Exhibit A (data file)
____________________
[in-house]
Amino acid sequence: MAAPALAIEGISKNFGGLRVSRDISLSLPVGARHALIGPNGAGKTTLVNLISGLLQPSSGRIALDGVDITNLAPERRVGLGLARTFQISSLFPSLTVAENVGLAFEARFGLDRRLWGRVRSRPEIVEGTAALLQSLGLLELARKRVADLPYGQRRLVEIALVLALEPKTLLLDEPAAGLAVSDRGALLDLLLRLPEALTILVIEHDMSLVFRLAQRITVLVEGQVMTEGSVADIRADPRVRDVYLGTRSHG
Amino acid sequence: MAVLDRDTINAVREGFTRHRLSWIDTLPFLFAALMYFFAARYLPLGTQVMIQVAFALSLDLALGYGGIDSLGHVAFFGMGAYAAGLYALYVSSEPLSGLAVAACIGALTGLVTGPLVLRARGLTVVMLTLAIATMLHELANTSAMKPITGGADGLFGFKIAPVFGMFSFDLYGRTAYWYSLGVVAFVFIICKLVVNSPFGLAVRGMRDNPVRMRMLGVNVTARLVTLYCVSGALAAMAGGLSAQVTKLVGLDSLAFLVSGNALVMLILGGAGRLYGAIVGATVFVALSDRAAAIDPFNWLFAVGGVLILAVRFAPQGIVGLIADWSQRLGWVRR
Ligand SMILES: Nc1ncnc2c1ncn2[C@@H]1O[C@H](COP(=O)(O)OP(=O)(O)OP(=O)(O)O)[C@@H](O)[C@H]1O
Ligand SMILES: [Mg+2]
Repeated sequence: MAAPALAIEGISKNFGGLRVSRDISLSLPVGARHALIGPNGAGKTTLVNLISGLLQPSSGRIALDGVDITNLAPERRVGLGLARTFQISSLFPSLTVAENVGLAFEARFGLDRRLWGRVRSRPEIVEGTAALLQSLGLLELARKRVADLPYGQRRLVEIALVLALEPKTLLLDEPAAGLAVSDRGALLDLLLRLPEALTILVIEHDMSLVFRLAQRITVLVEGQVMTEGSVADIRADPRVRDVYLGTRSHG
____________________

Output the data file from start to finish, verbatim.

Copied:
[in-house]
Amino acid sequence: MAAPALAIEGISKNFGGLRVSRDISLSLPVGARHALIGPNGAGKTTLVNLISGLLQPSSGRIALDGVDITNLAPERRVGLGLARTFQISSLFPSLTVAENVGLAFEARFGLDRRLWGRVRSRPEIVEGTAALLQSLGLLELARKRVADLPYGQRRLVEIALVLALEPKTLLLDEPAAGLAVSDRGALLDLLLRLPEALTILVIEHDMSLVFRLAQRITVLVEGQVMTEGSVADIRADPRVRDVYLGTRSHG
Amino acid sequence: MAVLDRDTINAVREGFTRHRLSWIDTLPFLFAALMYFFAARYLPLGTQVMIQVAFALSLDLALGYGGIDSLGHVAFFGMGAYAAGLYALYVSSEPLSGLAVAACIGALTGLVTGPLVLRARGLTVVMLTLAIATMLHELANTSAMKPITGGADGLFGFKIAPVFGMFSFDLYGRTAYWYSLGVVAFVFIICKLVVNSPFGLAVRGMRDNPVRMRMLGVNVTARLVTLYCVSGALAAMAGGLSAQVTKLVGLDSLAFLVSGNALVMLILGGAGRLYGAIVGATVFVALSDRAAAIDPFNWLFAVGGVLILAVRFAPQGIVGLIADWSQRLGWVRR
Ligand SMILES: Nc1ncnc2c1ncn2[C@@H]1O[C@H](COP(=O)(O)OP(=O)(O)OP(=O)(O)O)[C@@H](O)[C@H]1O
Ligand SMILES: [Mg+2]
Repeated sequence: MAAPALAIEGISKNFGGLRVSRDISLSLPVGARHALIGPNGAGKTTLVNLISGLLQPSSGRIALDGVDITNLAPERRVGLGLARTFQISSLFPSLTVAENVGLAFEARFGLDRRLWGRVRSRPEIVEGTAALLQSLGLLELARKRVADLPYGQRRLVEIALVLALEPKTLLLDEPAAGLAVSDRGALLDLLLRLPEALTILVIEHDMSLVFRLAQRITVLVEGQVMTEGSVADIRADPRVRDVYLGTRSHG